How to change a fuse
If like me and many others out there you have managed to blow a fuse at home, well, welcome to the club. It happens more than you think and fuses are designed to be broken to stop the system from overloading. Changing a car fuse is just as simple as changing a fuse at home.
Step by step guide on how to change a car fuse
Step 1 find your fuse panel
When it comes to finding your fuse panel you might be stuck looking everywhere but most of the time they will be located under the steering wheel or if all else fails to check the car manual.
Step 2 remove the panel cover
At first sight, when you remove the cover you may feel overwhelmed with all the fuses but do not worry on the other side of the panel will be a coloured diagram with the purpose of each fuse.
Step 3 find the blown fuse
On the inside, it will Most of the time be black or the metal filament that might be broken. If it’s dark, you might want to use a flashlight to get a quicker decision.
Step 4 take out the broken fuse
There are a few tools you can use and you can even use your hands to remove the blown fuse, as it is easy to do so you still have to take care. Fuses can break easily and once they are broke they are harder to get out.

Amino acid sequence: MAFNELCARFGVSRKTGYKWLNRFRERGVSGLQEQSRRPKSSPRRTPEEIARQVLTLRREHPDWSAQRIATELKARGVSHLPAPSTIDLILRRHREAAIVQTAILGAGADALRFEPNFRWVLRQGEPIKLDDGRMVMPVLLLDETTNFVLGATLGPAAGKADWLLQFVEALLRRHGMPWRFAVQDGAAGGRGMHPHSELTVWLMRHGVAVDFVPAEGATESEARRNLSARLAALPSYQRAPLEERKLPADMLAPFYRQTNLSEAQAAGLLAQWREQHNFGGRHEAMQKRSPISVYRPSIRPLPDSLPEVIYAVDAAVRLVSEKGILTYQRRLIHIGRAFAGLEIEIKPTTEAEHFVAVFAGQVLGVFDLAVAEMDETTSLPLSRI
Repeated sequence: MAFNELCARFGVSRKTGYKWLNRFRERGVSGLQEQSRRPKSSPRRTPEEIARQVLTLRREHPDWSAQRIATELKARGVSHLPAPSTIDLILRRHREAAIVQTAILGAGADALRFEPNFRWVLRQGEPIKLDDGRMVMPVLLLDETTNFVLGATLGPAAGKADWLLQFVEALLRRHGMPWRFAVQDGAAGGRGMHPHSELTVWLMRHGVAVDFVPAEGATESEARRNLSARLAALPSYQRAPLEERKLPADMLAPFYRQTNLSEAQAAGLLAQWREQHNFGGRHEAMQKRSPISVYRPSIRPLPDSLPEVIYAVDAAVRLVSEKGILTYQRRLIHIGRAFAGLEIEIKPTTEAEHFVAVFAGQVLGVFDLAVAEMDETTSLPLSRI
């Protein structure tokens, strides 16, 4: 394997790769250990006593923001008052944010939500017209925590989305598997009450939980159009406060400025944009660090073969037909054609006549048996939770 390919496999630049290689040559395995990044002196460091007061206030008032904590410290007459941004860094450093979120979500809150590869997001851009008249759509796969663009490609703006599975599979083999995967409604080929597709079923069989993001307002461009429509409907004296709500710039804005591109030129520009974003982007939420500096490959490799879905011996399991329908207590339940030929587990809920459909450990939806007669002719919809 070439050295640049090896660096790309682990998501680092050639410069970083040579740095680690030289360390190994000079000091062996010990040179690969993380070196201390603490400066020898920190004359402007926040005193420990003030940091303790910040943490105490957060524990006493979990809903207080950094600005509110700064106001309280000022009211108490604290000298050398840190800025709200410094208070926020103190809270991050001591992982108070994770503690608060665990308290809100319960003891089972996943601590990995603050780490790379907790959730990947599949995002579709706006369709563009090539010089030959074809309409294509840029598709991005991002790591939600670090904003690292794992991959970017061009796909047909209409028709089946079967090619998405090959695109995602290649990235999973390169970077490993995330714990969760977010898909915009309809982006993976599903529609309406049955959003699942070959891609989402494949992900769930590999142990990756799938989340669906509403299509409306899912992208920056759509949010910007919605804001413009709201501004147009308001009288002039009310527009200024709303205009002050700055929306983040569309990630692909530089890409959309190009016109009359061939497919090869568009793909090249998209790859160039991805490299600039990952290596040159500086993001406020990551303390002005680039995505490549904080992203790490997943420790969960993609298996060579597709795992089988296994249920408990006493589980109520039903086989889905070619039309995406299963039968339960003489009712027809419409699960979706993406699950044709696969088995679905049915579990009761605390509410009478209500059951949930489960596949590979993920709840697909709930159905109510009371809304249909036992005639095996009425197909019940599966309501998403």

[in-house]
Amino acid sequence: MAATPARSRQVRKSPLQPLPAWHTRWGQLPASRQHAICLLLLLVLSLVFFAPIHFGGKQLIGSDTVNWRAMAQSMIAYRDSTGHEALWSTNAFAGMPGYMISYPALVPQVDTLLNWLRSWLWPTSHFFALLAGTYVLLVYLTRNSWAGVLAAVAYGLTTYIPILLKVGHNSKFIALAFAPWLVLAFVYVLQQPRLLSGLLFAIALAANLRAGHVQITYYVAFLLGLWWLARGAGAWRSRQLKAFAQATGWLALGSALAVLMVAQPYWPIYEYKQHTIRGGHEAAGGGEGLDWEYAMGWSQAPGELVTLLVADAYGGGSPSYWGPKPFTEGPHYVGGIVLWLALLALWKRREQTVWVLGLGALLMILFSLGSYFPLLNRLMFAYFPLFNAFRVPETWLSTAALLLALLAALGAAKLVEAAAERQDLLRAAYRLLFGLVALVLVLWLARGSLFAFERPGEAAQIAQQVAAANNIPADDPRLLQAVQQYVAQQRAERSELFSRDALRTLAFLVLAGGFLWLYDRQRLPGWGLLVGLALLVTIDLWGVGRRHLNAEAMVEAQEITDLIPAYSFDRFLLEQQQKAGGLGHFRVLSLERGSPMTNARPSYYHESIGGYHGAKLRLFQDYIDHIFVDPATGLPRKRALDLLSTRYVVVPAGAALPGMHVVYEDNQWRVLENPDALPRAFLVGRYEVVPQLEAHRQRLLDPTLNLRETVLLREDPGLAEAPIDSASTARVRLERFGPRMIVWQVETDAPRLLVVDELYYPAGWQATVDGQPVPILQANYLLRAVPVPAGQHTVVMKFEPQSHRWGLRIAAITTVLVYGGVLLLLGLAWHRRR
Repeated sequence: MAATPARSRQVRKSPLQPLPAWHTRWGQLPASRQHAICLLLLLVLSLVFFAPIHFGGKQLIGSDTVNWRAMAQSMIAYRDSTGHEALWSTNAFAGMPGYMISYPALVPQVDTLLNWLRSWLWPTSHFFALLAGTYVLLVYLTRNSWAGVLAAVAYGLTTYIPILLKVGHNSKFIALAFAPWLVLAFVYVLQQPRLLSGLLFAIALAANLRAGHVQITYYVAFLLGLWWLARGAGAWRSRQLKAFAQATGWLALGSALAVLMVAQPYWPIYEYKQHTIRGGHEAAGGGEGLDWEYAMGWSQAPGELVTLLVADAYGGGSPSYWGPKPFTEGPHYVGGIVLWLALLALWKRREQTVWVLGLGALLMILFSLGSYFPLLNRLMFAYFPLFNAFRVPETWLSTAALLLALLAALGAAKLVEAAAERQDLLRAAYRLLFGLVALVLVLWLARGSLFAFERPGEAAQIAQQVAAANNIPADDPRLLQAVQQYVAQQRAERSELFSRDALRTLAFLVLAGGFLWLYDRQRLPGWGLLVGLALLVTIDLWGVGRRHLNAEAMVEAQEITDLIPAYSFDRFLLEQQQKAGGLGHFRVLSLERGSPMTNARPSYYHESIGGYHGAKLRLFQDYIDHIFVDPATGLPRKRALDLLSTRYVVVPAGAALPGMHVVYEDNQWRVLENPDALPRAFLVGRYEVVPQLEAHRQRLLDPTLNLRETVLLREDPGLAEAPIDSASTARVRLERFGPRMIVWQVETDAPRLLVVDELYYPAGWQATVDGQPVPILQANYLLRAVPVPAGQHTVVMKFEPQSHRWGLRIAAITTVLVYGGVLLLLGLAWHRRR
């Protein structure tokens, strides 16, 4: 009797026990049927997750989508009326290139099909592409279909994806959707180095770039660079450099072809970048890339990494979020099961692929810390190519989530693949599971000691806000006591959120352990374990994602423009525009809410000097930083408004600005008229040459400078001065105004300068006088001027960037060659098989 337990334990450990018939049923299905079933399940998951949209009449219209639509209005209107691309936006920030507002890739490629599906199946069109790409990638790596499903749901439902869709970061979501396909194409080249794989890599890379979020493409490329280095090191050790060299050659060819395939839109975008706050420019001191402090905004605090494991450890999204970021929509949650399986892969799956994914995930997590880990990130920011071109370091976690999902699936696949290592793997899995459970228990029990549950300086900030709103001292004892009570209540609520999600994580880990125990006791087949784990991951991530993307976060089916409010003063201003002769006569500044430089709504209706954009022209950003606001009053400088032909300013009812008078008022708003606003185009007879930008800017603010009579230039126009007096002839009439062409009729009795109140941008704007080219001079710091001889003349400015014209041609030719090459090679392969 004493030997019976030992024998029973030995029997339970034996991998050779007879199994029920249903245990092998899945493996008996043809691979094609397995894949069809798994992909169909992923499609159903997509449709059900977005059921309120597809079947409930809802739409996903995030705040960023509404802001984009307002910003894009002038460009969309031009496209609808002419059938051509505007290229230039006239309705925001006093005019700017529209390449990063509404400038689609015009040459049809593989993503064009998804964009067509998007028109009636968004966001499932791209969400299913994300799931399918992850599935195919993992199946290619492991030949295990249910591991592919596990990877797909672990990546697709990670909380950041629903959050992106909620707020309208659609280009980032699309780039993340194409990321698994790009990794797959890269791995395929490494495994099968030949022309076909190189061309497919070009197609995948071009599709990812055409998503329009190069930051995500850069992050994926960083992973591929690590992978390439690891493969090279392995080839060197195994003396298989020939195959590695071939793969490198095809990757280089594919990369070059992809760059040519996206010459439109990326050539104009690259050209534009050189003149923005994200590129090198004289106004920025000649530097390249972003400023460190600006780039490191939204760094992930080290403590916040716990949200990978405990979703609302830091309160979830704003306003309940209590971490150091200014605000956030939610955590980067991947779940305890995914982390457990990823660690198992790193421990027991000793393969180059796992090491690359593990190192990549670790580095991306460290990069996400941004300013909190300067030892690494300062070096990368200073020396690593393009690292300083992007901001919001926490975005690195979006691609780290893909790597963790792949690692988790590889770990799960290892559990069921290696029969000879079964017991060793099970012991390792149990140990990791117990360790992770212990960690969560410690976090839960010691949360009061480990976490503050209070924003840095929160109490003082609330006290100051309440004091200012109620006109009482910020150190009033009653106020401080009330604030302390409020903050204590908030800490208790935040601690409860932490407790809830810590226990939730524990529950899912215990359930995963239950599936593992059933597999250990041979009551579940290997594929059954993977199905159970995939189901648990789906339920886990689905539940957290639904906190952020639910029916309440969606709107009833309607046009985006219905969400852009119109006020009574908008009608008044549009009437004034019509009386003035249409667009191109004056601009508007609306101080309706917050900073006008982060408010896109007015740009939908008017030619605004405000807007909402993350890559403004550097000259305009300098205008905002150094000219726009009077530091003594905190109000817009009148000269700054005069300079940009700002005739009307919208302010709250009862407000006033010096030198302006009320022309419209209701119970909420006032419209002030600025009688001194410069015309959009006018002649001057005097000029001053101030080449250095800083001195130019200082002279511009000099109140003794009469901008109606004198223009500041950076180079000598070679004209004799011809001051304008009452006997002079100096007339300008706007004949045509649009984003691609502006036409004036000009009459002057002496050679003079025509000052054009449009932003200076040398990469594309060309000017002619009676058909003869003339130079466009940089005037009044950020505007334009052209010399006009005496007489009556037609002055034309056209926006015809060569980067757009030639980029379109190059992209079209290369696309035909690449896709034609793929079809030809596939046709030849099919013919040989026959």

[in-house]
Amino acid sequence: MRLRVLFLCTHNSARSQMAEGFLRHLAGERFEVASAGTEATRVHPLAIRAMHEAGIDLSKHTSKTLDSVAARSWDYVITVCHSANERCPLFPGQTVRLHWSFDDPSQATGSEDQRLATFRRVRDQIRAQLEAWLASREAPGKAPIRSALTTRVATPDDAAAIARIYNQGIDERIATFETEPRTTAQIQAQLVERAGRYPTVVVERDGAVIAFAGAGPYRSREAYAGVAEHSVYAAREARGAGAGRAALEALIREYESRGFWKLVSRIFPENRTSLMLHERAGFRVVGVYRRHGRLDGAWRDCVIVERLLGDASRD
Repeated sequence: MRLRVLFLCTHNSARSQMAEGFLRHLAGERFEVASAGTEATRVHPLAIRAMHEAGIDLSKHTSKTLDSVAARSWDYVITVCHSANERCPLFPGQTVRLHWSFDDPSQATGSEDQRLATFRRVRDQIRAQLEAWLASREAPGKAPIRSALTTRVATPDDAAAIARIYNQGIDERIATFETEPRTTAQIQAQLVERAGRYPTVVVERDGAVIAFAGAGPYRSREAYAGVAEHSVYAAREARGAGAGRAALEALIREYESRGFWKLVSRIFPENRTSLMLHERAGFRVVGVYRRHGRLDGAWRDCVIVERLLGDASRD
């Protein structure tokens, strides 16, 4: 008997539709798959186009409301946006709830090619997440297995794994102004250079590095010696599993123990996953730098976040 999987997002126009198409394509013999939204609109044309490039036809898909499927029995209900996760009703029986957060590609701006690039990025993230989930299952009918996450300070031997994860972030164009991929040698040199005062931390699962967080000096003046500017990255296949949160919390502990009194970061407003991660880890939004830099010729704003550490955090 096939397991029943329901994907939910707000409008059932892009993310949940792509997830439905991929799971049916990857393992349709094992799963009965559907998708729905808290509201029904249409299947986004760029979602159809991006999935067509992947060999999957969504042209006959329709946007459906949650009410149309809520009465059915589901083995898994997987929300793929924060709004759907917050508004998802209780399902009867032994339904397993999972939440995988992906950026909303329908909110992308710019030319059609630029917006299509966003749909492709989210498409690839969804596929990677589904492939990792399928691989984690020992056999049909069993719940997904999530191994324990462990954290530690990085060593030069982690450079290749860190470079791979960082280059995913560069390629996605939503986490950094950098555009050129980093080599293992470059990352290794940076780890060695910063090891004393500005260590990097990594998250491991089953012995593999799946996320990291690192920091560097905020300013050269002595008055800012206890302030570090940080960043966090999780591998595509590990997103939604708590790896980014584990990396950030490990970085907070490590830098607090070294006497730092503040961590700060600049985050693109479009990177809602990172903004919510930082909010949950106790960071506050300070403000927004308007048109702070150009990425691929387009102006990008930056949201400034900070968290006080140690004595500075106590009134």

Step 5 inserting the new fuse
When it comes to replacing the fuses it’s always important that you remember where they go and what it is they do. Make use you make a small diagram to help you out, using the wrong fuse can make serious problems for your car.
Step 6 Keep a few extra fuses
When it comes to it, you can use a fuse from a function of the same amperage, but this is will not work all the time. For example, if the fuse that powers windows is blown and there’s no rain in the forecast pull the working fuse that’s allocated for your rear windshield wiper and use it for power windows. Just double check that the amperages for each are the same.
Step 7 put the key in the ignition
Once you have removed the broken fuse and replaced it you then need to check if your handiwork has paid off.
Thanks for reading
Now if the fuse blows again or you find any problems a few days later, it might be a good time to take it to the garage. We do hope this has been useful and if you do have any other problems with your car check out our other (fix my car) pages, thanks for reading.